What is particularly interesting about the words in this first verse is that they are a translation—and they are actually a translation twice over, from Latin to German and then from German to English. Saint Ambrose wrote the original words in the fourth century, in a text called “Veni, Redemptor genitum.” If you translate this Latin phrase directly into English, it would read, “Come, Redeemer of the Nations.” Then in the 16th century, Martin Luther translated the Latin into German, and three hundred years after that, a Lutheran professor and pastor named William Morton Reynolds translated Luther’s German into the English hymn we sing today.

Most of this hymn, even twice-translated, is comparable when you place the different versions side-by-side. However, Ambrose’s first verse goes like this:

Come, thou Redeemer of the earth,

And manifest thy virgin-birth;

Let every age adoring fall;

Such birth befits the God of all.

Over one thousand years later, Martin Luther translated the Latin into a German text that would read like this, had it been translated directly into English at the time of its writing:

Now come, Savior of the gentiles,

recognized as the child of the Virgin,

so that all the world is amazed

God ordained such a birth for him.

Whereas today, we sing these words of Reynolds’ mid-19th century English translation:

Savior of the nations, come

Virgin’s Son, make here Your home,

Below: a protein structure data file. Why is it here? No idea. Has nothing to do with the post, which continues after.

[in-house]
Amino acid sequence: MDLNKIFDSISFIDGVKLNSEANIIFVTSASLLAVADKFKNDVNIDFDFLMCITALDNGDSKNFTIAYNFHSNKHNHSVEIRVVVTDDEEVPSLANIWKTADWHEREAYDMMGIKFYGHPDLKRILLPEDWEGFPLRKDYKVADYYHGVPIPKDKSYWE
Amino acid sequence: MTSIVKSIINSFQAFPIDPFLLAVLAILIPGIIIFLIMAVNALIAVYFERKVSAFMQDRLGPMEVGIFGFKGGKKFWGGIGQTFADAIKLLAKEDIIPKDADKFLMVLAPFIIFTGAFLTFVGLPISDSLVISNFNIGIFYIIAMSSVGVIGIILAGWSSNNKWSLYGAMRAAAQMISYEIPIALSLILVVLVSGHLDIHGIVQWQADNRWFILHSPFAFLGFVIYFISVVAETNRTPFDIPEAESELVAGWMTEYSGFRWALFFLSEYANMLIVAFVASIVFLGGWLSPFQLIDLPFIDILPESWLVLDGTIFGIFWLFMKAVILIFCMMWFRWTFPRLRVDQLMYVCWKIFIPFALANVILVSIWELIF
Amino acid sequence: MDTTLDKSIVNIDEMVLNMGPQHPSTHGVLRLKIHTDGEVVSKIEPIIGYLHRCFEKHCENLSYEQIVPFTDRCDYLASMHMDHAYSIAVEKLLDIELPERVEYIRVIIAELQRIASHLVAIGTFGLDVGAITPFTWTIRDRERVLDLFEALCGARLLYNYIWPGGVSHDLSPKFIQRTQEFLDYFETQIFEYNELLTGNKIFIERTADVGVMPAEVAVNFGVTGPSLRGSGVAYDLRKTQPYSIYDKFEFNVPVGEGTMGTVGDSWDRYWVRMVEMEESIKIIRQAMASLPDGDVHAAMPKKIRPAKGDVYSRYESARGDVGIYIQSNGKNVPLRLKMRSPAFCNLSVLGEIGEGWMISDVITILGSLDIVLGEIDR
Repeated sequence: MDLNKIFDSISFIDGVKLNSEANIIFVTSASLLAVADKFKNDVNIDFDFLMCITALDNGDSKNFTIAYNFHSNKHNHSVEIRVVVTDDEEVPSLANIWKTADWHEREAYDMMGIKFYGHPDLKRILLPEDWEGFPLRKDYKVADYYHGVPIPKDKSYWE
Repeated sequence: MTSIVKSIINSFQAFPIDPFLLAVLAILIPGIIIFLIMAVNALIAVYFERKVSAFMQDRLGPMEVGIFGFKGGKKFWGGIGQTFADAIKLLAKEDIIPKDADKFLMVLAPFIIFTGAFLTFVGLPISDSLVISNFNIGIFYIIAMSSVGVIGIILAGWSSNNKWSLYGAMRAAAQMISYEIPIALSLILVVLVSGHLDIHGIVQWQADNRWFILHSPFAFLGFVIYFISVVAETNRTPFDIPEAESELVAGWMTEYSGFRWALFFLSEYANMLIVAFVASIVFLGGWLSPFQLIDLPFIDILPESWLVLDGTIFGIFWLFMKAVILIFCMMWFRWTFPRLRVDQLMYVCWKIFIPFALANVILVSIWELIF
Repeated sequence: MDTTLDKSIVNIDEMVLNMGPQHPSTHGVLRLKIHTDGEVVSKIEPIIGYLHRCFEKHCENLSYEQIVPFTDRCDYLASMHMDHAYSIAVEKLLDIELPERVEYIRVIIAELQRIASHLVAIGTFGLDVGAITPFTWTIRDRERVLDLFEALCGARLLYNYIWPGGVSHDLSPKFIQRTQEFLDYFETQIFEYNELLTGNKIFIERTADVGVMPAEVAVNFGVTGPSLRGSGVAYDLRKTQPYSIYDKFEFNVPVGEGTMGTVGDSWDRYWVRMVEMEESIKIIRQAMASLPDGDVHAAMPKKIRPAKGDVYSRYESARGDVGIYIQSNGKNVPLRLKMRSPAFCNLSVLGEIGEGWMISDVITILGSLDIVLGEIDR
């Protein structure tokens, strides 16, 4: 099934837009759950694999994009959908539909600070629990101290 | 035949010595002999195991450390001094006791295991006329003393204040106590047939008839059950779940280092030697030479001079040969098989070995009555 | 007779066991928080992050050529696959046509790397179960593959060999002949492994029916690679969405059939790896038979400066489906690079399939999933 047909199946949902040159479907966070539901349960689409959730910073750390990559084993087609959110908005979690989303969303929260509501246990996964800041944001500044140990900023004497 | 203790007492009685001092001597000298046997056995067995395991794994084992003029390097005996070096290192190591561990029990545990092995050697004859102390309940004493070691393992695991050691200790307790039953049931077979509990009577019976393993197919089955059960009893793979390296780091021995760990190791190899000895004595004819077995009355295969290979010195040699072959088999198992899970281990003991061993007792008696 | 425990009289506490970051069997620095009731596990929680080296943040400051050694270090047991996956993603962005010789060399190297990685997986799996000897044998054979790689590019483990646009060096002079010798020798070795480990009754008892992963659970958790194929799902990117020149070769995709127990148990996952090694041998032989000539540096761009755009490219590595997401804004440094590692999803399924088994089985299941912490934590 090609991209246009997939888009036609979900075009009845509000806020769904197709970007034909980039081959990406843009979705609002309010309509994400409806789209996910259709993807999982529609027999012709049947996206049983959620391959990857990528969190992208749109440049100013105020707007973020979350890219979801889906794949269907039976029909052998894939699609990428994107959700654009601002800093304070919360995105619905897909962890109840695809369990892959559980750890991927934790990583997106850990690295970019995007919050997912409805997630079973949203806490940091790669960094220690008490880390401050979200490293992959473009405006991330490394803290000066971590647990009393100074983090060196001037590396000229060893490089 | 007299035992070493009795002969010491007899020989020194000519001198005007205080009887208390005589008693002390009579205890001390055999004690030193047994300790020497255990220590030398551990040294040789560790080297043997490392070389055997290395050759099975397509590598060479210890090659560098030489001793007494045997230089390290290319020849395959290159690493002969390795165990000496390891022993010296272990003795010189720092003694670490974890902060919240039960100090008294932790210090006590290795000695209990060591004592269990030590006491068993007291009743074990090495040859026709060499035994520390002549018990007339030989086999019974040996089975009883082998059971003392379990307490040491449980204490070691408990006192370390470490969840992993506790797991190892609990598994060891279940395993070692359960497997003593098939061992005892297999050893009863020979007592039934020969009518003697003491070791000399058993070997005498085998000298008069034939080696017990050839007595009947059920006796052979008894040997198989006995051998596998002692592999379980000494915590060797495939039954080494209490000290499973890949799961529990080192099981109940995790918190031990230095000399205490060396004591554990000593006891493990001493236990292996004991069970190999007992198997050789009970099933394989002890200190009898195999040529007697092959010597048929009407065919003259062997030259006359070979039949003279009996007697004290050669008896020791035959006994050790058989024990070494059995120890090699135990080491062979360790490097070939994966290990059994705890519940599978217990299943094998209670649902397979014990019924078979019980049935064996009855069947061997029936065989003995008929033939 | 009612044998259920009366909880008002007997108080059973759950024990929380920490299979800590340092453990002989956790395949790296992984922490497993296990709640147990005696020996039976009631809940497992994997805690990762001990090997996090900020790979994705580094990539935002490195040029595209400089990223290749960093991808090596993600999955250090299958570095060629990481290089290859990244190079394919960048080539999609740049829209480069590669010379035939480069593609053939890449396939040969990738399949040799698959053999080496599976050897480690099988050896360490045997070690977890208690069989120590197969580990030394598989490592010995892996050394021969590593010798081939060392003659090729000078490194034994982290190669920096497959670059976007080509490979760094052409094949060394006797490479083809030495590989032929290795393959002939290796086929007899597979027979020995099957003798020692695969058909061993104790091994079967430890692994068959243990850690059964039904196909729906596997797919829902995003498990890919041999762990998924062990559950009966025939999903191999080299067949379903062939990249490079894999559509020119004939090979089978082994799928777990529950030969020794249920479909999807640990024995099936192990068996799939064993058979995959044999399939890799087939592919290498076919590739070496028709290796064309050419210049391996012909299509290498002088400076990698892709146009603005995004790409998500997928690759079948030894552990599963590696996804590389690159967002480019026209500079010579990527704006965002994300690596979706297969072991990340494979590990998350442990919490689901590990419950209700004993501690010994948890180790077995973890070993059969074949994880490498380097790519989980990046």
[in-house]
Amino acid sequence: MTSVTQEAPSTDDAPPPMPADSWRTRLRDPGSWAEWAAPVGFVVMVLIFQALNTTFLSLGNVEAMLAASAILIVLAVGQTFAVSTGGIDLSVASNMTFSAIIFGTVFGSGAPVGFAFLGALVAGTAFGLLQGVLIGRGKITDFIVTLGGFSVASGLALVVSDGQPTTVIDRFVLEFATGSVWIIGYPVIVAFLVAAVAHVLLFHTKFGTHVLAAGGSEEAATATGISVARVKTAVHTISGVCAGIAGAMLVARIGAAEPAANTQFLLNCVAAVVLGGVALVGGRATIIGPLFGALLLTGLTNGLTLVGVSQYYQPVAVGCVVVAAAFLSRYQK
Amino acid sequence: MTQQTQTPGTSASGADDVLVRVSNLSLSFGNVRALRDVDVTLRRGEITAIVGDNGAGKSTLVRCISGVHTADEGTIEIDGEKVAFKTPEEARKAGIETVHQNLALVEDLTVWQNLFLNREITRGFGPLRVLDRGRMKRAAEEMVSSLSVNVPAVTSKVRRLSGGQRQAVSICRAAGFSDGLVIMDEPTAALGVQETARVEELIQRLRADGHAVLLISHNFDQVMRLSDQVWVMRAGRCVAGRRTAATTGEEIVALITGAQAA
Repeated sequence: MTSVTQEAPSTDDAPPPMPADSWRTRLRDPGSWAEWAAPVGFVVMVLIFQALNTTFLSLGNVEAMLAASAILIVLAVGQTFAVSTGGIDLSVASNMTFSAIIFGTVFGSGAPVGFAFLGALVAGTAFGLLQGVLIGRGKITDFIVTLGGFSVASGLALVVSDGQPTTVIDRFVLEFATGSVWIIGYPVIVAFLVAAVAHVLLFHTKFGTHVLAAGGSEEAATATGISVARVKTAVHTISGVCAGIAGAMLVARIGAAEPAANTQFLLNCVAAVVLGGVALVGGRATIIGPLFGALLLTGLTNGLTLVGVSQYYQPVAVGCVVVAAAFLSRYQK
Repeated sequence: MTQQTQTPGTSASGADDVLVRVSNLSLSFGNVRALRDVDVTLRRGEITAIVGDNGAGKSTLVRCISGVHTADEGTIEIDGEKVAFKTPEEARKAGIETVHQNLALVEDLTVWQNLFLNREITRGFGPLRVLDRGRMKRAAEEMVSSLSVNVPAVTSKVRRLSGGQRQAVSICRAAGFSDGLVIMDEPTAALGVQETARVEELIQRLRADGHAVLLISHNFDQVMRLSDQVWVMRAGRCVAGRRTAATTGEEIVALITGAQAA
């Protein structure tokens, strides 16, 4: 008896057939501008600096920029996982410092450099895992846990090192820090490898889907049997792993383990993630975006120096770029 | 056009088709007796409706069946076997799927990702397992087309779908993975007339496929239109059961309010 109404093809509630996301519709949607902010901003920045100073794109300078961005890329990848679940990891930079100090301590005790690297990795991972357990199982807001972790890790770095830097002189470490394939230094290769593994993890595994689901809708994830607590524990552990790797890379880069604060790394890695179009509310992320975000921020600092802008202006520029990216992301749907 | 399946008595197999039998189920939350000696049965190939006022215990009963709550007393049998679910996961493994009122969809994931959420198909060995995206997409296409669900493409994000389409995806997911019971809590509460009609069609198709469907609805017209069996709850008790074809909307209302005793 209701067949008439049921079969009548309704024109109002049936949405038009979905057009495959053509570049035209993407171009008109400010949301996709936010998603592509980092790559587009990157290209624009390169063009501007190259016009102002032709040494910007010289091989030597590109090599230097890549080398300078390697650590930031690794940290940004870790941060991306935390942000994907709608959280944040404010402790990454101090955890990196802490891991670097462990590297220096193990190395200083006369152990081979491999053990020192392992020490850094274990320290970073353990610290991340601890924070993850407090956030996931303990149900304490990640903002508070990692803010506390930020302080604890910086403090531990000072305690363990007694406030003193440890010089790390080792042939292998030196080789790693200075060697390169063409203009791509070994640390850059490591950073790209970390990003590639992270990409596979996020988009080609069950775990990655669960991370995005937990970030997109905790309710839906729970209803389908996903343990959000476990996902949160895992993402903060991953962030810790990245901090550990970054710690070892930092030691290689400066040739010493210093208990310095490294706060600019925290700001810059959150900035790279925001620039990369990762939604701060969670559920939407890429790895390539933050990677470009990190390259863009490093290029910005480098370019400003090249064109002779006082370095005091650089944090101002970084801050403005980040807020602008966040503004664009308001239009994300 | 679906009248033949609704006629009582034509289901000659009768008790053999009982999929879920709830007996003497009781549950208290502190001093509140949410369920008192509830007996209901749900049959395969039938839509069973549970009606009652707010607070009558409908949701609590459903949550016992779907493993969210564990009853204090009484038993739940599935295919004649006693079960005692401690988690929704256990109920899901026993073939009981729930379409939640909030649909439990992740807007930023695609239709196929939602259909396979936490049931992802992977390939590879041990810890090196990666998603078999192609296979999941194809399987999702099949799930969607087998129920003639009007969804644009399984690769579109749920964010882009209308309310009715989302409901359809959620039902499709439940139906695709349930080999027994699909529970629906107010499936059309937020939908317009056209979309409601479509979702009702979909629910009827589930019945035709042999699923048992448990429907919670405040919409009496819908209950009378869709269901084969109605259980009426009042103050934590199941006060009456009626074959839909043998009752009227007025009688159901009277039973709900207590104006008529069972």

Marvel now, O heav’n and earth,

That the Lord chose such a birth.

While Luther shifts the focus somewhat from the virgin birth to birth more generally, Reynolds decisively moves the language away from Ambrose’s emphasis on Mary’s virginity. While still acknowledging that the Lord was born of a virgin, Luther’s and then Reynolds’ translations emphasize this fact progressively less than Ambrose’s original words do. Today when we sing, “Marvel now, O heav’n and earth, That the Lord chose such a birth”, we dwell on the fact that Jesus was born via the dangerous and painful route of human childbirth. I am grateful for this emphasis because childbirth is so often overlooked by people who don’t experience it.

Saint Ambrose was an unmarried priest, and my guess is that he could afford to spend more time thinking about the theology of the virgin birth than Martin Luther could, as Luther was married and had six children—whose births he most likely witnessed at home. Additionally, the virgin birth was much more of a contested issue during Ambrose’s life than it was during Luther’s, which is one reason Ambrose makes it a focal point in much of his writing. And William Morton Reynolds, whose English words we will sing each Sunday this month, was an abolitionist and the head of a women’s college. Though little is known of his family life, he was probably more in touch with the difficulties of marginalized people than either Ambrose or Luther.

Saint Ambrose was a great theologian and is considered one of the four original “doctors of the Church”—influential men who did their best to protect Christian teaching from heresy and keep it truthful and clear. While I am thankful for the work of these men, sometimes I feel, as an ordinary woman with a large family, like the risks and realities of my life haven’t been very important in the history of Christianity. Yes of course, the birth of Jesus was miraculous because a virgin conceived a child! But I’m thankful to Martin Luther and William Morton Reynolds for shifting our focus for a moment from the fact that Mary was a virgin to the fact that she, with Jesus, experienced human childbirth, just like so many women through the ages. Just like me.